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Prepare Your Home for Winter

Prepare Your Home for Winter

The winter months can be cruel on your home no matter where you live. Gusting winds can batter plants. A snowstorm could stress an older home’s roof. Even a few days of heavy January rain could wreck havoc on clogged gutters and downspouts.

Whether you’re looking to sell your home or you just want to keep your house intact this winter, there are simple steps you can take to protect your home from whatever wintry forces of nature come your way.

Keep your home safe and warm this winter with 6 simple steps.

  • Inspect Your Roof
    Winter weather can hurt your home’s roof in many ways. High winds, heavy rain or snowfall can cause strain, and excess leaves or debris could clog gutters and create build-up on the roof. A damaged roof will significantly Impact your home’s value, and it’s easier (and cheaper) to toke precautionary steps now before any trouble strikes in the colder months.


    Schedule a roof inspection before the winter weather hits so a professional can thoroughly inspect your roof’s condition and make recommendations.

  • Check for Air Leaks
    Leaks in your windows, doorways or walls can drastically increase your monthly utilities bill, and if you live in a colder climate, it can make your home uncomfortable, too! Luckily, it’s easy to perform your own home check and seal any leaks. Check all the window frames and doors in your home for cracks where cold air could come through. You should check any vents and phone lines as well – really and potential opening from your home to the exterior.


    The Department of Energy recommends performing a visual inspection as well as a simple pressurization test to discover where external air is entering your home. If you find a leak, use caulk and weather stripping to seal to seal out the cooler air, or consider installing storm windows for the winter months.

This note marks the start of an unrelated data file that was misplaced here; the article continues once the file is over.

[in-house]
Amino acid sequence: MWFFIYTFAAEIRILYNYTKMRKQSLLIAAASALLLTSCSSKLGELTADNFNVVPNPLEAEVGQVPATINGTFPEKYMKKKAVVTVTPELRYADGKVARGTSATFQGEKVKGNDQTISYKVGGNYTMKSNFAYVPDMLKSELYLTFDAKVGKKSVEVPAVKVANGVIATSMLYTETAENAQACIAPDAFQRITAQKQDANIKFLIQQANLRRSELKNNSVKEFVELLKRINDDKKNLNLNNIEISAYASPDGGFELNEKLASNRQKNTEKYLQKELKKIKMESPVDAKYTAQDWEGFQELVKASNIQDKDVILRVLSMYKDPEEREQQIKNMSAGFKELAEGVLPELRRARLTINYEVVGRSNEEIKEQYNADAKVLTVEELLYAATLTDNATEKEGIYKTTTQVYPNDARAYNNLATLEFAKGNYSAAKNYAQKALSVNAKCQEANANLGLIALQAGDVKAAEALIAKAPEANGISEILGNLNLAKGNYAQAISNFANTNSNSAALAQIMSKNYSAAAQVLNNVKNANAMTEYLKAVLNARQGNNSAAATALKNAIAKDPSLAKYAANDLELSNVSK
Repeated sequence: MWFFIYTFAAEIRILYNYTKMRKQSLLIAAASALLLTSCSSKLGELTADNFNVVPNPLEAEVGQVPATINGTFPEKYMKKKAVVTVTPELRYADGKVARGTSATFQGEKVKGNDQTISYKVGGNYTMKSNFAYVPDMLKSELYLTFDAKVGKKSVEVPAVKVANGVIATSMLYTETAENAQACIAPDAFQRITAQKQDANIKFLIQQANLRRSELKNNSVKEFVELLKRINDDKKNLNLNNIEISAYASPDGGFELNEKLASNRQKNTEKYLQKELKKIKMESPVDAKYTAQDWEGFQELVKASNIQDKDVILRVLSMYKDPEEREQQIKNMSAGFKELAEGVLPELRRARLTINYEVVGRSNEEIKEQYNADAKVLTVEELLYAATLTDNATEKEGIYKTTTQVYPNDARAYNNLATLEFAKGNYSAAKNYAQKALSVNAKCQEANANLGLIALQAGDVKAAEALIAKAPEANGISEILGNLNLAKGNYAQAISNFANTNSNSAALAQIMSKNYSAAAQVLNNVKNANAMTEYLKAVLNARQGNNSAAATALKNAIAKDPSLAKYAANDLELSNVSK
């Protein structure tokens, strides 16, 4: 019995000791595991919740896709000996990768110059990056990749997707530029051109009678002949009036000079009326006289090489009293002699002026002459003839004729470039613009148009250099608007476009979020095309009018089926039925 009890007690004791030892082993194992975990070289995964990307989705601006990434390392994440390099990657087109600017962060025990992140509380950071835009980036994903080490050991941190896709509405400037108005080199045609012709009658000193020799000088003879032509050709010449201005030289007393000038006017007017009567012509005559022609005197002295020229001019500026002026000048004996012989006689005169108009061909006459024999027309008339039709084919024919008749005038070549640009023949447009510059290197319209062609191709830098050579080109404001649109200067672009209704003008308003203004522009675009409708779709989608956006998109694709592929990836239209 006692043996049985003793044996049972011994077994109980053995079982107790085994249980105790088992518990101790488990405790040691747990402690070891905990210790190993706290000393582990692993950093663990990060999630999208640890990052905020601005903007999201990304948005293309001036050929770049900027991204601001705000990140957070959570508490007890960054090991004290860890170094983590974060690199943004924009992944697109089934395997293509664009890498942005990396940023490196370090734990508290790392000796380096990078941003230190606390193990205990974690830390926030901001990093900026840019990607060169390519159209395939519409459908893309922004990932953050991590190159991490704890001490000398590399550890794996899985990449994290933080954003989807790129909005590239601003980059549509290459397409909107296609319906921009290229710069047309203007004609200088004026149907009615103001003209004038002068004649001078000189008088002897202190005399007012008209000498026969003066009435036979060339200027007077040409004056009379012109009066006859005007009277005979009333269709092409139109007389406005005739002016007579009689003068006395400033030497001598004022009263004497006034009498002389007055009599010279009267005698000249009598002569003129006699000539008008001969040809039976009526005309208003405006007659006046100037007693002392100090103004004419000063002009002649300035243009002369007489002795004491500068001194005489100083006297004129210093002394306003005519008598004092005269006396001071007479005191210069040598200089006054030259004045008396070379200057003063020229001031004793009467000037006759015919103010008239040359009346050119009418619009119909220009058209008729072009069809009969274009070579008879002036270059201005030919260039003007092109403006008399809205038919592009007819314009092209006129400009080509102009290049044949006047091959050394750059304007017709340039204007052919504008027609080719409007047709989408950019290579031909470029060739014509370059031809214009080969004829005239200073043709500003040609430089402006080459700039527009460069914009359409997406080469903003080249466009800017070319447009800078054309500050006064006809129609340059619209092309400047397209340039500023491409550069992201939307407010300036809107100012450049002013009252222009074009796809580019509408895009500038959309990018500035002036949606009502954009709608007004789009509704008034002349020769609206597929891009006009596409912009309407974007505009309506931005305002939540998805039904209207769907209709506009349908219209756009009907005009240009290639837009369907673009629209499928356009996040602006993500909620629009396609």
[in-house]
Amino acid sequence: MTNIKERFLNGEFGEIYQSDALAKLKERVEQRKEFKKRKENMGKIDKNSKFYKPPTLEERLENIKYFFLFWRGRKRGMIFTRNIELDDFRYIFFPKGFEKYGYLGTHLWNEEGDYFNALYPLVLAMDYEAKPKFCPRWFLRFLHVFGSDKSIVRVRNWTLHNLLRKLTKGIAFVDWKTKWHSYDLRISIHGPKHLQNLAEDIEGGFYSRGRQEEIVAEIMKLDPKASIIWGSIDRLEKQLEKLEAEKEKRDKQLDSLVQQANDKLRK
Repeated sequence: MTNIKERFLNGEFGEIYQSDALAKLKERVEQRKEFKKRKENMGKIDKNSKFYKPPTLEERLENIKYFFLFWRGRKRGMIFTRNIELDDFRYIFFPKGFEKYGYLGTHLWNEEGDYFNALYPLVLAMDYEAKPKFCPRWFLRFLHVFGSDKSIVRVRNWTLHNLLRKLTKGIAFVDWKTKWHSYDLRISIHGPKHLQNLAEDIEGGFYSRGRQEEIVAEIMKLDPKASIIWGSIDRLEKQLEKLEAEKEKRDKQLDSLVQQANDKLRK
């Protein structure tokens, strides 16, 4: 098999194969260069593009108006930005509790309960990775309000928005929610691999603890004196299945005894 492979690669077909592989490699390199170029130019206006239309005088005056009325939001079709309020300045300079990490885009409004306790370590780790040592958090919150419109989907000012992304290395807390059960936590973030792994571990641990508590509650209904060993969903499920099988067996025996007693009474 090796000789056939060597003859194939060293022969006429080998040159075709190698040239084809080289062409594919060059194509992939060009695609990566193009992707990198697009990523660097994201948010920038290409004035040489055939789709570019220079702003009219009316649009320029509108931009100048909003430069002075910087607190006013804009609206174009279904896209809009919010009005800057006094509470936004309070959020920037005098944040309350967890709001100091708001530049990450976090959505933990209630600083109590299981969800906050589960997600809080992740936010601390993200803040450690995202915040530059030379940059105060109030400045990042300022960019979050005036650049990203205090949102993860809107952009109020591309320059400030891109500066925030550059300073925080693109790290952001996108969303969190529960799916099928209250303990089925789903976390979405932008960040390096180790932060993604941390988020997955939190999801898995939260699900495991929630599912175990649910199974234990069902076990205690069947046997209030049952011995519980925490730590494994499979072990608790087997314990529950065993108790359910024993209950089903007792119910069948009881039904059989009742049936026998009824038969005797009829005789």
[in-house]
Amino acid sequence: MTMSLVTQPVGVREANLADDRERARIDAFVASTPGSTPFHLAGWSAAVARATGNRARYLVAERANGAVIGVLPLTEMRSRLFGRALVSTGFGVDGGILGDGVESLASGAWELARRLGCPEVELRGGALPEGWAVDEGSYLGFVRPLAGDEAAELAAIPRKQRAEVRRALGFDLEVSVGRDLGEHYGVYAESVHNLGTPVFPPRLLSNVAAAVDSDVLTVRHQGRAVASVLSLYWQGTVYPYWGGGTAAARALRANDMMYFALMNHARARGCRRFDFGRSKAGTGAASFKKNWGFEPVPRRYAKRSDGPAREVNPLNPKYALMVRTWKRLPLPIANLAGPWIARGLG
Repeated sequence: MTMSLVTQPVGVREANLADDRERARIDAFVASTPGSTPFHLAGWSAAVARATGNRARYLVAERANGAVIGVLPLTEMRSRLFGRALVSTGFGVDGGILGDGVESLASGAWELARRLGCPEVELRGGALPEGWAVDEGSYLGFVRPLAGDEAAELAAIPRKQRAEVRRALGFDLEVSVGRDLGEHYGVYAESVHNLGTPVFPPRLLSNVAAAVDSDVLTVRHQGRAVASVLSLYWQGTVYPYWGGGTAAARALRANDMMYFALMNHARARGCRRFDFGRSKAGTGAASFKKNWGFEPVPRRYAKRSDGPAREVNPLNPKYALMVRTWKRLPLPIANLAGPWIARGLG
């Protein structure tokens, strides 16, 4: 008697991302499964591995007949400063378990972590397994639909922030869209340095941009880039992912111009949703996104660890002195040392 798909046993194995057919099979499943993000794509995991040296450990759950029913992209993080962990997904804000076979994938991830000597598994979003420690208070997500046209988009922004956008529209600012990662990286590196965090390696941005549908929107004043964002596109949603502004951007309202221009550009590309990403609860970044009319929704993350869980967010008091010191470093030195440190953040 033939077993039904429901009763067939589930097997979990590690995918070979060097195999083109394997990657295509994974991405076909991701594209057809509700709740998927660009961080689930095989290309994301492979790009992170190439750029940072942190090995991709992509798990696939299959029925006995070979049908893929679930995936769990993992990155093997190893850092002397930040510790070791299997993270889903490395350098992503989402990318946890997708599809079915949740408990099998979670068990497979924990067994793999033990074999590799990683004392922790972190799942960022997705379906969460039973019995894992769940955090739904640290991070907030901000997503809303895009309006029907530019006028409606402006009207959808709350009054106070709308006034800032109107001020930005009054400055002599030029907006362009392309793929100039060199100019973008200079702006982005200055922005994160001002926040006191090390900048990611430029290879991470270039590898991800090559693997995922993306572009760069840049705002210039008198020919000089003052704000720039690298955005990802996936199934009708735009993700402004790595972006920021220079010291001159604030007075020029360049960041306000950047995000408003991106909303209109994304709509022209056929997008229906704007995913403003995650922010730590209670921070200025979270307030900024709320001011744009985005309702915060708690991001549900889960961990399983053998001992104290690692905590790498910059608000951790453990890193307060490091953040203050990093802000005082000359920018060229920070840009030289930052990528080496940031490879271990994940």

• Clear the Gutters
    Falling leaves are a hallmark of the autumn months, but they can be trouble for a home’s gutters. Clogged gutters leave rain with nowhere to go, and it can cause damage to a home’s walls., soffits and fascias, as well as siding and basements. You can grab a ladder and clear the debris yourself, or you can hire local professionals to safely take care of the job. Clean gutters now will spare you a headache later this winter!
  • Clean the Chimney
    You should have your chimney checked once a year at least, particularly if you plan to use the fireplace to stay warm this winter. A blocked or damaged chimney could heat your home unevenly and boost your utility bill, but its biggest risk is as a potential fire hazard.
    You can try to clean the chimney yourself if you want to get your hands dirty. But it’s far easier and safer to hire a chimney cleaning company to inspect and clear your chimney and fireplace, so you can curl up by the fire all winter long.
  • Clean the Yard
    While many flowers need the chill of a winter season in order to bloom in the spring it’s important to prepare your full yard for cooler weather. Changing seasons will impact your garden no matter where you live.


    Consider bringing your more fragile plants indoors if you live in a colder climate, and remove any annuals you have planted. Put away any outdoor furniture you have, and clear out any fallen leaves so they don’t suffocate the lawn. Finally, store all your gardening tools for the season so they don’t rust or wear down before the spring.

  • Prepare the Pipes
    If you live in an area that gets very cold in the winter, you’ll have to take extra measures to prepare your home for winter. Before the frost hits, make sure to store garden hoses and close any inside valves that supply water to outdoor faucets. Don’t use antifreeze in any of these lines – it’s not good for the environment and could be harmful to pets, wildlife and people.


    Insulate indoor pipes in parts of the home that are typically unheated, kike the attic, garage or crawl spaces. The Red Cross recommends keeping the thermostat at the same temperature throughout the day and night so the pipes aren’t subject to drastic temperature changes, and check all the faucets regularly throughout the winter season.

11 Myths Homebuyers Should Never Believe

11 Myths Homebuyers Should Never Believe

From the open house to securing a mortgage to closing day, purchasing a home is a complex and daunting process. Here are 11 myths that home buyers should abandon if they hope to keep a clear head and maintain realistic expectations during the house-hunting process.

By Debra Immergut